A decade-long obsession with productivity has been healthy for the corporate bottom line, but workers say they are paying for it with exhaustion and pain.
Job speedup is emerging as a top complaint for low-wage employees in sectors as diverse as food processing and tourism. It has become a pivotal bargaining issue in some union contracts. And increasingly, health and safety experts consider it a source of injury and illness.
The subject is crucial to many aging workers, who see a future in which they would be unable to keep up the pace.
In a Los Angeles pork-processing plant, workers once limited by union contract to boning 60 hams an hour are up to 70 an hour.
Maids at a Las Vegas Strip resort have in five years gone from cleaning 14 rooms to 17 rooms per shift.
A frozen-food plant in Marshall, Mo., runs 1,200 chicken pot pies an hour, compared with 1,100 two years ago and 800 in 1980.
Speedup takes its toll in many ways, such as a veteran food- service employee being fired for failing to keep up with new production quotas or a young immigrant's fatal slip of a knife on a fast meat-cutting line. In small but growing numbers, many workers are taking a stand and saying "no more."
Last month, in one of the strongest responses yet, hotel housekeepers in Las Vegas put job speed ahead of wages in contract negotiations.
"In our industry, wages and benefits are perennially the No. 1 and No. 2 issue. For workload to jump to the top of the table is really something new," said Tom Snyder, a spokesman for the national hotel workers union. "That tells me that companies are trying to squeeze every last bit of energy out of their work force."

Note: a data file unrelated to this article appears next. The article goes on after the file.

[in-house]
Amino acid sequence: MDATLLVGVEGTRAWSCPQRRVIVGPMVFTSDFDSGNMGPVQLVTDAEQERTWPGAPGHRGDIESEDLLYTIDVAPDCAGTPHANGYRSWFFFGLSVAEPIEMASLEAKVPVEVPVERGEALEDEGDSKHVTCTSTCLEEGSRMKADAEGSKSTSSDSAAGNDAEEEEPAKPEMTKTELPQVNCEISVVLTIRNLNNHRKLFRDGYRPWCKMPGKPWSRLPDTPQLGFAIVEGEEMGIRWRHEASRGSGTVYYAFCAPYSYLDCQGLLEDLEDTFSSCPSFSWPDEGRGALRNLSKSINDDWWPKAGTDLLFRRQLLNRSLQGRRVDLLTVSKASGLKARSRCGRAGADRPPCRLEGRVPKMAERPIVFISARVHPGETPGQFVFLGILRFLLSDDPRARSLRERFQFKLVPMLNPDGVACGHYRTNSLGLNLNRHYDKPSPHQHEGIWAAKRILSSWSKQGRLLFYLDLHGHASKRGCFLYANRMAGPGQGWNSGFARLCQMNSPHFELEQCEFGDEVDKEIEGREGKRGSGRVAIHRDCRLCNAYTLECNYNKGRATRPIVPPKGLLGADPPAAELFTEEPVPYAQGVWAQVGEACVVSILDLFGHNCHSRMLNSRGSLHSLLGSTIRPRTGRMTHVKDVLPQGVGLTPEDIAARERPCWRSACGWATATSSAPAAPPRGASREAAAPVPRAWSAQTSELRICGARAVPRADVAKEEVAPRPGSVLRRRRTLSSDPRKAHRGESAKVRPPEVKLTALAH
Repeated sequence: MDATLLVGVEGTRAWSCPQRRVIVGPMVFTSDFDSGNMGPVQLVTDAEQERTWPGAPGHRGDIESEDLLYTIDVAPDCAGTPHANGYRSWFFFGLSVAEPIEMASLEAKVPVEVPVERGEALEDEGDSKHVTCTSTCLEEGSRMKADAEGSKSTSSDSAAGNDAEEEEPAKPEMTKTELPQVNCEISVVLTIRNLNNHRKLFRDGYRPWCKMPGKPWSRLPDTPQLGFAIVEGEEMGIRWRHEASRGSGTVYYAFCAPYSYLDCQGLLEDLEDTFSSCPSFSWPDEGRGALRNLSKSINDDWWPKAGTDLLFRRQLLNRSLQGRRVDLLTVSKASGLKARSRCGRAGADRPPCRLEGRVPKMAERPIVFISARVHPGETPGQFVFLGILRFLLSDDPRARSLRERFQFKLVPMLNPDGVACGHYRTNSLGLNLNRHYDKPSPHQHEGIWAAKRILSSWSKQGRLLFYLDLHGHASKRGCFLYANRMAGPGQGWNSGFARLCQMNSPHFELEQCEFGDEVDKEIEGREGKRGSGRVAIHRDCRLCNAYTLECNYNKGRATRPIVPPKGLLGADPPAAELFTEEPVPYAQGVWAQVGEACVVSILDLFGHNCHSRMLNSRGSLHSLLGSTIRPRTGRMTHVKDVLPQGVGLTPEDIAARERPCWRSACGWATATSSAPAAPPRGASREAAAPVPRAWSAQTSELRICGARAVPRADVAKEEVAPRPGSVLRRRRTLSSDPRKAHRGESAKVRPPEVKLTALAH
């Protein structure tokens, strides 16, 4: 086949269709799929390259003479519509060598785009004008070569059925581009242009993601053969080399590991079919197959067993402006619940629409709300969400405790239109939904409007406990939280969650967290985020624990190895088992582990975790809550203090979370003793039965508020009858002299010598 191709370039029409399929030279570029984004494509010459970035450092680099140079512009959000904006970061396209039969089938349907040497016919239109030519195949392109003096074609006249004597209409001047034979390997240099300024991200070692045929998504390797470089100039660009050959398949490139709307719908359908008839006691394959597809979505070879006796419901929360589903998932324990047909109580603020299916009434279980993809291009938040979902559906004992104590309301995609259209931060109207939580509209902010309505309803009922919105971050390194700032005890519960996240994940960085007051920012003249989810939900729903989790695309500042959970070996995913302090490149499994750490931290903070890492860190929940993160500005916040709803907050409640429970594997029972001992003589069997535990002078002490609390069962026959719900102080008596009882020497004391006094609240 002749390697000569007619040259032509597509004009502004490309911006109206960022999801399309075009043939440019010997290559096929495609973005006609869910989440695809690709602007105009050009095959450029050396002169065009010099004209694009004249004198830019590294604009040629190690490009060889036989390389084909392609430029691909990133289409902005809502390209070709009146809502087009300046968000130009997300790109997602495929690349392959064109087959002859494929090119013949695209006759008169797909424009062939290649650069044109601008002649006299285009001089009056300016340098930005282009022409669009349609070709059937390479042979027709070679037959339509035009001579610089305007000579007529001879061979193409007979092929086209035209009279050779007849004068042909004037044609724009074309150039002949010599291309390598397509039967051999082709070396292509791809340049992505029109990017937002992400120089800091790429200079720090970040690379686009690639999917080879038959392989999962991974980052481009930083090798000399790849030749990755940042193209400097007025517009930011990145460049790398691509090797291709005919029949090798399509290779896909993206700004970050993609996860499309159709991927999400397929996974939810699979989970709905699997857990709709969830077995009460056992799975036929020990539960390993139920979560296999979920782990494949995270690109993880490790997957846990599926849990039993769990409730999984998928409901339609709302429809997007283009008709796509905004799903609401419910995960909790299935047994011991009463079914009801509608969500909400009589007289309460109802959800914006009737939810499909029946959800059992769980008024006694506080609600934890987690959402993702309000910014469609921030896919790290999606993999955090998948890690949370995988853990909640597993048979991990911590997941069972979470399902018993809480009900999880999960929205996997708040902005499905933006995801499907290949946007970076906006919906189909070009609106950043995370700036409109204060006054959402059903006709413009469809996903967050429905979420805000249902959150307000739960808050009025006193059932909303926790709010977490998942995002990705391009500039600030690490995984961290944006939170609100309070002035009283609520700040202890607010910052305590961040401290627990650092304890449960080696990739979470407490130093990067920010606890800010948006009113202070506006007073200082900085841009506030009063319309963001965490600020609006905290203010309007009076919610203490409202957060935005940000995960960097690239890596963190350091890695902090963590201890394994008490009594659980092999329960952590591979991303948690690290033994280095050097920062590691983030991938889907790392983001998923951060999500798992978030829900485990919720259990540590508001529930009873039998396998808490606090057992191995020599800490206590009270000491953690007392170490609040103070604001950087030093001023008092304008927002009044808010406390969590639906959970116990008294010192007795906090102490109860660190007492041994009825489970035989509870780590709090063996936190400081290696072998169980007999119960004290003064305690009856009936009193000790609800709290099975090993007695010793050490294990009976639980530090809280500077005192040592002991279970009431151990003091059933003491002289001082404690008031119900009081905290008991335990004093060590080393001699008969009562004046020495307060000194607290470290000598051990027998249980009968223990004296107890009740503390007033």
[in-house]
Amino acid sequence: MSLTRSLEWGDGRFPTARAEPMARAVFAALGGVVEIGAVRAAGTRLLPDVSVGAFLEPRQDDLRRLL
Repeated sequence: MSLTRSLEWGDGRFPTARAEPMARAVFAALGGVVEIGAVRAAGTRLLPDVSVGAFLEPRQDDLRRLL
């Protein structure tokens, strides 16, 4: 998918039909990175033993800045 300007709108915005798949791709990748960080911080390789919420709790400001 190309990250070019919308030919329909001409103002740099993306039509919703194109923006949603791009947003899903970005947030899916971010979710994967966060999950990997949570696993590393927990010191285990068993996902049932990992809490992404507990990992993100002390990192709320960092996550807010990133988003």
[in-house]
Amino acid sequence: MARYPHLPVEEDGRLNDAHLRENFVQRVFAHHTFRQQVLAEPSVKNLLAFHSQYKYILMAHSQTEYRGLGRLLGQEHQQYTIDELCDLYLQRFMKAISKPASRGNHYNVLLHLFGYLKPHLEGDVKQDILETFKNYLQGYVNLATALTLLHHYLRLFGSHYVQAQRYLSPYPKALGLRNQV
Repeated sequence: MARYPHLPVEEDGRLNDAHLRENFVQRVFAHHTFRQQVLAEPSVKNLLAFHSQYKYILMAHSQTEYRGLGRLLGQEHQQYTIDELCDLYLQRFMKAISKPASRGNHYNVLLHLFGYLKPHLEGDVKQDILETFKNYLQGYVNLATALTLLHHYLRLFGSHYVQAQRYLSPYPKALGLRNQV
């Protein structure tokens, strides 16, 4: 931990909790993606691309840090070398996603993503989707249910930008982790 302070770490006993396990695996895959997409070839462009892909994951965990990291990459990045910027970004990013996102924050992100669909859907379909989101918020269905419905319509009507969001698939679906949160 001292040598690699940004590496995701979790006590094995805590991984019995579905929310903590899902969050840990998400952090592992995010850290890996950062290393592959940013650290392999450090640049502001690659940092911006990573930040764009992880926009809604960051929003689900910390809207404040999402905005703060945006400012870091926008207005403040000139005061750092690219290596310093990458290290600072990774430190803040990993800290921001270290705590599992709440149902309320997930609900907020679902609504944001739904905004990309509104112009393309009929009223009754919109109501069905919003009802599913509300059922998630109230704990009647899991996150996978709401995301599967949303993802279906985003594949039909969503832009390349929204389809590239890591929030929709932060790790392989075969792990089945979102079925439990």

Facing demanding shareholders and cutthroat national and international competitors, business owners have been under tremendous pressure to boost output per employee since at least the early 1990s, economists said. The recent economic downturn only made matters worse.
"Profit margins got killed in the last recession, so corporations are under a lot of pressure to raise profits," said Stan Shipley, a senior economist at Merrill Lynch & Co. "How do you do that? You can't raise prices; nobody has that power anymore. The only way is to make your workers more productive."
That need, he said, "unquestionably" leads to a faster work pace.
But many workers argue that they already are operating at maximum speed and have no reserves to fall back on.
"Owners are going to have to realize these are not machines cleaning their buildings. You can't just crank up the dial," said David Huerta, senior organizer for the Service Employees International Union Local 1877 in Los Angeles, which is fighting attempts to make janitors clean downtown office buildings faster.
"People have reached their max," he said. "Asking more of them now would mean all-out war."
Labor has a long history of fighting management over speed, going back to assembly-line innovations of a century ago. At the height of union power in the 1960s, most contracts, particularly in manufacturing, contained language on workload and pace.
Today, the vast majority of workers are not under union contract, and even those who are may be vulnerable.
Just ask Christina Roman, a member of the Hotel Employees and Restaurant Employees International Union when she was fired in December from a job she had held for 24 years packing airline meals. Weeks earlier, a supervisor warned her in writing to improve "severely poor productivity."
"They wanted us to do the work of five hours in three, and that is not possible," said Roman, who lives in Hawthorne. Still unemployed six months later, she seems bewildered by the shift that effectively shut her out of the job market.
"All those years, I did quality work," she said. "Now they just want people who work fast."